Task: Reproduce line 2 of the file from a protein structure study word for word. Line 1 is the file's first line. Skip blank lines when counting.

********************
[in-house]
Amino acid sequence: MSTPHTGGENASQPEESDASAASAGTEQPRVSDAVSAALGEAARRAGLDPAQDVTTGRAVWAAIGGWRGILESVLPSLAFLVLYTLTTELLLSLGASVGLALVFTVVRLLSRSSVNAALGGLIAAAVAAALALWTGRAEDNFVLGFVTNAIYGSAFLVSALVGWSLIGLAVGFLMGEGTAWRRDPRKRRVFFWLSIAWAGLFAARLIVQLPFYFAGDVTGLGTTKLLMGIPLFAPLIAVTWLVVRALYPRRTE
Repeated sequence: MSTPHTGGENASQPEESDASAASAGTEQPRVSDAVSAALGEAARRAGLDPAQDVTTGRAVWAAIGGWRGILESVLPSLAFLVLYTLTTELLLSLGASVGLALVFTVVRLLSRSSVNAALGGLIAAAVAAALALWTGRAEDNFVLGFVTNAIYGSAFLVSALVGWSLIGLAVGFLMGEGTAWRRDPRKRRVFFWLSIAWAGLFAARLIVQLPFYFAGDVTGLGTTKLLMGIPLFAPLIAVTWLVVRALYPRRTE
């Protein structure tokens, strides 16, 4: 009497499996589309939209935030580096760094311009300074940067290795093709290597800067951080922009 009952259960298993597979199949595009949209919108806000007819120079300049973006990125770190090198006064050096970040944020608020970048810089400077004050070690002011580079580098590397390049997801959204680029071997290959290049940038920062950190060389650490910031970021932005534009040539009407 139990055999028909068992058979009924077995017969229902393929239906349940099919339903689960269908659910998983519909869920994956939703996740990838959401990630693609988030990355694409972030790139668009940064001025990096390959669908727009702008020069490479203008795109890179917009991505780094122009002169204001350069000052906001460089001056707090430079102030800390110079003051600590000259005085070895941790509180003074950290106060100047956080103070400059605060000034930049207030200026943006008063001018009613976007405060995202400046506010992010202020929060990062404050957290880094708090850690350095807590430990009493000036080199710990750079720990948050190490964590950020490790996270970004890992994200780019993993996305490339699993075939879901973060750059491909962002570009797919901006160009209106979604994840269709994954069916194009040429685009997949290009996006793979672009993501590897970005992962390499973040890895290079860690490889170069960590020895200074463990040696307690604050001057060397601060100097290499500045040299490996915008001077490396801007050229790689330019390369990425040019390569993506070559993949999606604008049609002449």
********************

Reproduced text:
Amino acid sequence: MSTPHTGGENASQPEESDASAASAGTEQPRVSDAVSAALGEAARRAGLDPAQDVTTGRAVWAAIGGWRGILESVLPSLAFLVLYTLTTELLLSLGASVGLALVFTVVRLLSRSSVNAALGGLIAAAVAAALALWTGRAEDNFVLGFVTNAIYGSAFLVSALVGWSLIGLAVGFLMGEGTAWRRDPRKRRVFFWLSIAWAGLFAARLIVQLPFYFAGDVTGLGTTKLLMGIPLFAPLIAVTWLVVRALYPRRTE